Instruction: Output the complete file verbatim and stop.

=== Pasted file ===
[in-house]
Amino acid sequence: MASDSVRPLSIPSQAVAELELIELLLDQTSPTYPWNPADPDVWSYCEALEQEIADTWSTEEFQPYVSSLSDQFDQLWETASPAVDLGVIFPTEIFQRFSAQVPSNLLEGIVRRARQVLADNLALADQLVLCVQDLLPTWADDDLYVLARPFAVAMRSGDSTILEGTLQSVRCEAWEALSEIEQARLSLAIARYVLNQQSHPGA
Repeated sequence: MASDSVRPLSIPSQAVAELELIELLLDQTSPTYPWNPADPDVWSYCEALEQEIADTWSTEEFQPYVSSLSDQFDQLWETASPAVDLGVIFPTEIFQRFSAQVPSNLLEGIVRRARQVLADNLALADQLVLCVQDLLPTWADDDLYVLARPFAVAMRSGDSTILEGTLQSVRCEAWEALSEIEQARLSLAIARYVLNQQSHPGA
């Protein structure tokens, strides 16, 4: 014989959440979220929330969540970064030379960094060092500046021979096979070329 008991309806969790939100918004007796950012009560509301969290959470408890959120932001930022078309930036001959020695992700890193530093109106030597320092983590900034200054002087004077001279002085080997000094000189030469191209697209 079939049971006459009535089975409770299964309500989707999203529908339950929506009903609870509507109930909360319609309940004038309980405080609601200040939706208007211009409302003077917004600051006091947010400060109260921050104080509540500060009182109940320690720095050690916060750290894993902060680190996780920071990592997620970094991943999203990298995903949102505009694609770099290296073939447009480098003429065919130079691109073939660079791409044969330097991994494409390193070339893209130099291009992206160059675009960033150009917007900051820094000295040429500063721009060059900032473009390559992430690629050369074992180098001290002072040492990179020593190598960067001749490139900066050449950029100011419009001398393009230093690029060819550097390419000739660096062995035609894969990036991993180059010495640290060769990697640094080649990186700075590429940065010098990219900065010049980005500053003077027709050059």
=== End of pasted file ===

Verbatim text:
[in-house]
Amino acid sequence: MASDSVRPLSIPSQAVAELELIELLLDQTSPTYPWNPADPDVWSYCEALEQEIADTWSTEEFQPYVSSLSDQFDQLWETASPAVDLGVIFPTEIFQRFSAQVPSNLLEGIVRRARQVLADNLALADQLVLCVQDLLPTWADDDLYVLARPFAVAMRSGDSTILEGTLQSVRCEAWEALSEIEQARLSLAIARYVLNQQSHPGA
Repeated sequence: MASDSVRPLSIPSQAVAELELIELLLDQTSPTYPWNPADPDVWSYCEALEQEIADTWSTEEFQPYVSSLSDQFDQLWETASPAVDLGVIFPTEIFQRFSAQVPSNLLEGIVRRARQVLADNLALADQLVLCVQDLLPTWADDDLYVLARPFAVAMRSGDSTILEGTLQSVRCEAWEALSEIEQARLSLAIARYVLNQQSHPGA
């Protein structure tokens, strides 16, 4: 014989959440979220929330969540970064030379960094060092500046021979096979070329 008991309806969790939100918004007796950012009560509301969290959470408890959120932001930022078309930036001959020695992700890193530093109106030597320092983590900034200054002087004077001279002085080997000094000189030469191209697209 079939049971006459009535089975409770299964309500989707999203529908339950929506009903609870509507109930909360319609309940004038309980405080609601200040939706208007211009409302003077917004600051006091947010400060109260921050104080509540500060009182109940320690720095050690916060750290894993902060680190996780920071990592997620970094991943999203990298995903949102505009694609770099290296073939447009480098003429065919130079691109073939660079791409044969330097991994494409390193070339893209130099291009992206160059675009960033150009917007900051820094000295040429500063721009060059900032473009390559992430690629050369074992180098001290002072040492990179020593190598960067001749490139900066050449950029100011419009001398393009230093690029060819550097390419000739660096062995035609894969990036991993180059010495640290060769990697640094080649990186700075590429940065010098990219900065010049980005500053003077027709050059």